|Life and Death and American Television|
|Brian J. Smith|
Issue #65 (April 1987)
Because of the success during the past decade of various quiz shows and TV blooper shows, such series as "Real People," "The People's Court," "That's Incredible!" and many others, it seems obvious that a trend has emerged. Simply [quoteright]stated, people want to see people like themselves on TV. It doesn't matter if the subjects involved are significant, or, in the case of the People's Court, anything is really at stake (read that disclaimer at the end of the show some time). Network programmers are very aware of this trend and don't be too surprised if the next decade shapes up like this:
1988 — Following the lead of "People's Court," ABC announces the inclusion of "Superior Court" in the Fall lineup. The show will feature a different case each week, with all proceedings to take place within the show's half-hour time span. Fearing protests from defense attorneys that their clients may be unfairly convicted with such strict time limitations, a deal is struck guaranteeing that all recipients of guilty verdicts will have the option of being retried at a later date or accepting a maximum sentence of five years on probation. After a slow start, ratings soar with the hiring of retired Supreme Court Justice William Rehnquist and the inclusion of such celebrity suspects as Richard Ramirez.
CBS quickly follows up with "Parole Board", featuring bi-monthly guest spots by Charles Manson.
1989 — Disturbed by the plummeting ratings of cop shows "Hill Street Blues" and "Miami Vice," NBC attempts to cash in on the realism boom by placing its actors in real-life situations, utilizing hidden cameras. Ratings rise, but the experiment is only a mixed success as actor Don Johnson is machine-gunned to death by a Colombian drug smuggler.
Although this episode eclipses all Nielsen rating records, the rest of the cast resigns and production is shut down. Fearing for their safety as well, "Hill Street" cast members refuse to work outside the studio and ratings drop off considerably, forcing NBC to indefinitely suspend production. NBC runs the Johnson death episode in both the "Blues" and "Vice" time slots every week until the end of the season. Although ratings dip slightly, the episode manages to average a 19 rating and never once drops out of the Nielsen Top 20.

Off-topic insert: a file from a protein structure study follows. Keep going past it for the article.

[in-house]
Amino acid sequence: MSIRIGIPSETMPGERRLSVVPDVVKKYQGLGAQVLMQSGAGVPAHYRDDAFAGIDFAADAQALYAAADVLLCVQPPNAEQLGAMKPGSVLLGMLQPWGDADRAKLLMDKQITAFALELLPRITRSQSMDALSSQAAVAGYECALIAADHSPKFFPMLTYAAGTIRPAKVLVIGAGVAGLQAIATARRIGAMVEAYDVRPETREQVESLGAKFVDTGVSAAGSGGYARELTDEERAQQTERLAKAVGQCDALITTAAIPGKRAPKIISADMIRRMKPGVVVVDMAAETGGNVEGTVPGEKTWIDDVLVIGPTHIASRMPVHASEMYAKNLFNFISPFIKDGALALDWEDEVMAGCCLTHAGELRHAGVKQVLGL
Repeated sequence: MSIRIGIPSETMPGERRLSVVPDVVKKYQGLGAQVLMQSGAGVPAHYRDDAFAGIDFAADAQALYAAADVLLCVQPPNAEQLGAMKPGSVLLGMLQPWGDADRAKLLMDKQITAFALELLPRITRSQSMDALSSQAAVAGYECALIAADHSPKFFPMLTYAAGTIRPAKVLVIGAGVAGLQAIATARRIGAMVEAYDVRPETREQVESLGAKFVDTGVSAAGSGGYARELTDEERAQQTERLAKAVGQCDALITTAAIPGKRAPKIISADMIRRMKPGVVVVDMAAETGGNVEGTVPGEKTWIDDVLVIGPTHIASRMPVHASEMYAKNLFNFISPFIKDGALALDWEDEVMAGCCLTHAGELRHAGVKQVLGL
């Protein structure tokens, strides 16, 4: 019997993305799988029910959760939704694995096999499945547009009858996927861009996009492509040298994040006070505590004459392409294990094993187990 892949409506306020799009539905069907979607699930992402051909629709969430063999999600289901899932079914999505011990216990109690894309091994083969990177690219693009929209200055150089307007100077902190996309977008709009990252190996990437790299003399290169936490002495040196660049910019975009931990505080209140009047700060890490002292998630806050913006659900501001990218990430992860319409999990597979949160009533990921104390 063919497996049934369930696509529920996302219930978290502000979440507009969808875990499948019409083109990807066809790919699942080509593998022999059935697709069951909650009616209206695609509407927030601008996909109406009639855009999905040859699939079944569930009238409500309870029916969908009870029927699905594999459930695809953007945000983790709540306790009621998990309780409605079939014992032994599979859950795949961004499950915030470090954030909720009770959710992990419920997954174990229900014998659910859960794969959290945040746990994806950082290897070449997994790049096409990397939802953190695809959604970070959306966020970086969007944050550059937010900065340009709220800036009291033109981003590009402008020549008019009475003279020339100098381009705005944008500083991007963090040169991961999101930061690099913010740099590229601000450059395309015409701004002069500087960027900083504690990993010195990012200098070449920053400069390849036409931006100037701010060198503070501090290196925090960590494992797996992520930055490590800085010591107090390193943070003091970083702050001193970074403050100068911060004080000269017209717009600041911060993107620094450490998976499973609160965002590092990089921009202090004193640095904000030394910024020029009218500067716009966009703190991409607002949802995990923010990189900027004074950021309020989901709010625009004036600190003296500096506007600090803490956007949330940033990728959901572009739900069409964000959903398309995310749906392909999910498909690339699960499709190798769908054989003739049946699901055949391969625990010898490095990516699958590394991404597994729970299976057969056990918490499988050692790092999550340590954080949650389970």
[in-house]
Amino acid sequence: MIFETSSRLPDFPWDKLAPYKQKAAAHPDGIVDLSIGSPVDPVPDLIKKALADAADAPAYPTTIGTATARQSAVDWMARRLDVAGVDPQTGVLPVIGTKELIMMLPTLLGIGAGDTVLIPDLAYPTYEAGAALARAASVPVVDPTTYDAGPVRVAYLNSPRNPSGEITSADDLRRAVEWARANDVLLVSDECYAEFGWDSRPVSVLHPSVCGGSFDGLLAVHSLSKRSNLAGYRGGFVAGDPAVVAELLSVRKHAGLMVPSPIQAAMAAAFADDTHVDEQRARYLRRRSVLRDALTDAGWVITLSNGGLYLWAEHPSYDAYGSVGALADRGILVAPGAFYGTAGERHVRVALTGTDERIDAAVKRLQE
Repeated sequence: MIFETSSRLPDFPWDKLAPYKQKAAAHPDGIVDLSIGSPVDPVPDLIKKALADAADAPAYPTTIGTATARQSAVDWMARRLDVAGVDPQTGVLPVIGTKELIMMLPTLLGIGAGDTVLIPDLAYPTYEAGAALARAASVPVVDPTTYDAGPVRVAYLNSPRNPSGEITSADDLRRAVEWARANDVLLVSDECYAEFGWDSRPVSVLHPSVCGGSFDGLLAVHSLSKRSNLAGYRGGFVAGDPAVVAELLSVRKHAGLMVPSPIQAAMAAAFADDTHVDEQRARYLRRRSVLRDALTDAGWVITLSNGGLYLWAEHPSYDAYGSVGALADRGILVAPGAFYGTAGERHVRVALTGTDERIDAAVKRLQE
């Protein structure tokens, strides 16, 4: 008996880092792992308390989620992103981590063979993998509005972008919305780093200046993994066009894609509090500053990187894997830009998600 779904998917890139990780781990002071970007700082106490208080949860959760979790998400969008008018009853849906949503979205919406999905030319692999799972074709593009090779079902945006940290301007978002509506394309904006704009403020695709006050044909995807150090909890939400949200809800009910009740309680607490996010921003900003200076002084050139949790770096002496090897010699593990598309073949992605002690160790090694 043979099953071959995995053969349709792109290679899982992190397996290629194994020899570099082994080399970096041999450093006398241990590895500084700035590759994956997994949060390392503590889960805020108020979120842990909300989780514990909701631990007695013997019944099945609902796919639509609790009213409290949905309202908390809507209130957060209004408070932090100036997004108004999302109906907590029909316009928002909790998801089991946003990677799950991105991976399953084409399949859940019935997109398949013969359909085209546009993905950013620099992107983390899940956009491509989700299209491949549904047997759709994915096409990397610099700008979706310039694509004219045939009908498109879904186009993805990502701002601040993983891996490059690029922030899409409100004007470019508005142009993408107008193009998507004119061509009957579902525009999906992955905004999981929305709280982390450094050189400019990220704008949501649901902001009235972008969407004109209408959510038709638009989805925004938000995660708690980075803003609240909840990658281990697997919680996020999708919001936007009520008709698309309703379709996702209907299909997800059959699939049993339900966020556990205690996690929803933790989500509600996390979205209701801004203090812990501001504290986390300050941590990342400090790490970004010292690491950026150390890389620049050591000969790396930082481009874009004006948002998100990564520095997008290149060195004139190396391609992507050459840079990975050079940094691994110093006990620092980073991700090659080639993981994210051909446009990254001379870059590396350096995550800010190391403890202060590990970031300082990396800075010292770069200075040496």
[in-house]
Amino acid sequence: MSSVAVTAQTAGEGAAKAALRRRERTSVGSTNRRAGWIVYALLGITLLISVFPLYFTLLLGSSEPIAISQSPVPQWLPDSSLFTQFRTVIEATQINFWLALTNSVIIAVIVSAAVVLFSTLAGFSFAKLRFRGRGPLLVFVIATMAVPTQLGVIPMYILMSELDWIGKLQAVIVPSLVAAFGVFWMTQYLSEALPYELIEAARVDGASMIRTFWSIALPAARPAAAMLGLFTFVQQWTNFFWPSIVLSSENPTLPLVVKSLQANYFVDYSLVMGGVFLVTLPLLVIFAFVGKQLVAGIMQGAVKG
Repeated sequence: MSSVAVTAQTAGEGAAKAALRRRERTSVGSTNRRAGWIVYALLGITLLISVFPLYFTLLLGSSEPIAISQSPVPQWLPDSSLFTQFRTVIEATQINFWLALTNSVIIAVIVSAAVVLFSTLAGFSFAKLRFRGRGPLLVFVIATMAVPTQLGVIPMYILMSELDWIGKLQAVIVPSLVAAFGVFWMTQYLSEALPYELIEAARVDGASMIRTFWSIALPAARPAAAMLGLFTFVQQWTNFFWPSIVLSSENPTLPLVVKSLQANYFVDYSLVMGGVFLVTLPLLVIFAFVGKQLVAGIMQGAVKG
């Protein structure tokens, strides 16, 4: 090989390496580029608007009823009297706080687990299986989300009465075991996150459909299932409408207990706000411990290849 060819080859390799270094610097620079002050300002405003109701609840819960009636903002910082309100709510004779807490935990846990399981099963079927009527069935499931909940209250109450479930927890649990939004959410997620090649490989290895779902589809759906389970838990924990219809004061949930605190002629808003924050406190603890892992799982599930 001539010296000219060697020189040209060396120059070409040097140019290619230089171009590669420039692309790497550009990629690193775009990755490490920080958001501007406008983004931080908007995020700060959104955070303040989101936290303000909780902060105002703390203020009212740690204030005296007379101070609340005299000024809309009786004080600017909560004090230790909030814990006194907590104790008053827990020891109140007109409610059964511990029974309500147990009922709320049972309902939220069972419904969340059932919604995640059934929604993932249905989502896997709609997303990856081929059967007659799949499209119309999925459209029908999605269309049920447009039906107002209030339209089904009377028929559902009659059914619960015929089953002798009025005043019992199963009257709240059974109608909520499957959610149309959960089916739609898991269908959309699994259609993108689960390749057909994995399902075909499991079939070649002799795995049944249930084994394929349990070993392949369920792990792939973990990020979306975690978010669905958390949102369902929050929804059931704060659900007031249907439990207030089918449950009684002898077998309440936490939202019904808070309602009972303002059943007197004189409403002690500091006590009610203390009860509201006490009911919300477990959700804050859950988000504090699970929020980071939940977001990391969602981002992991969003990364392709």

1990 — NBC renews "Blues" and "Vice" but replaces all cast members with real police officers and continues the hidden camera operation. Ratings again soar.
George Schlatter and Dick Clark co-produce "Real People Bloopers and Practical Jokes" for CBS.
ABC counters with "Real Life With Genuine People", the first show made "for, by and about genuine people." No television crews or actors are employed in any way. "Genuine people" are encouraged to send in their home movies and videotapes to be aired on the show. Preference is naturally given to the most action-packed segments, with the episodes on wife-beating and teenage suicide achieving new Nielsen heights.
Domestic violence rises 300 percent within three months as more and more genuine people try to cash in on television fame.
1991 — Entertainment unions SAG, AFTRA and IATSE disband as the majority of their members give up their union cards in an attempt to qualify as genuine people and gain access to the airwaves.
"The Joker's Wild — Live from Las Vegas" with host Don King knocks off "The Cosby Show" as the top-rated Thursday night show.
Michael J Fox is discovered auditioning in drag as a contestant for "The All New Price is Right" and is replaced in the cast of "Family Ties" by an apprentice carpenter from Morristown, New Jersey.
Producer Steven Spielberg rescues the sixth season of "Amazing Stories" from the Nielsen cellar by employing Cathy Lee Crosby as a weekly narrator and changing the series name to "Really Amazing Incredible People Stories". After the series breaks into the Top 40 for the first time since season one, NBC orders 142 more episodes.
1992 — American intellectuals, disturbed by the quality of the current TV fare, organize underground television societies where old reruns of "Three's Company" and "Scooby Doo" are shown. Viewers are often brought to tears by the quality of production and writing.
"60 Minutes" is cancelled.
"Real Terrorists" sets new ratings records until the entire crew is blown up by a bomb placed on the set by a guest during the segment on Libyan suicide squads.
1993 — The last professionally produced TV series, ABC's "Wide World of Sports, "is cancelled. In his farewell address, Roone Arledge speaks of always wondering what the agony of defeat really felt like and stabs himself to death with a ski pole.
1994 — The United States government capitulates as all politicians resign their offices with the hope of becoming genuine people and possibly television personalties.
BRIAN J. SMITH is a freelance screenwriter who commutes between Hollywood and his home in Oakland, CA. He has been a Mensa member for a little more than a year.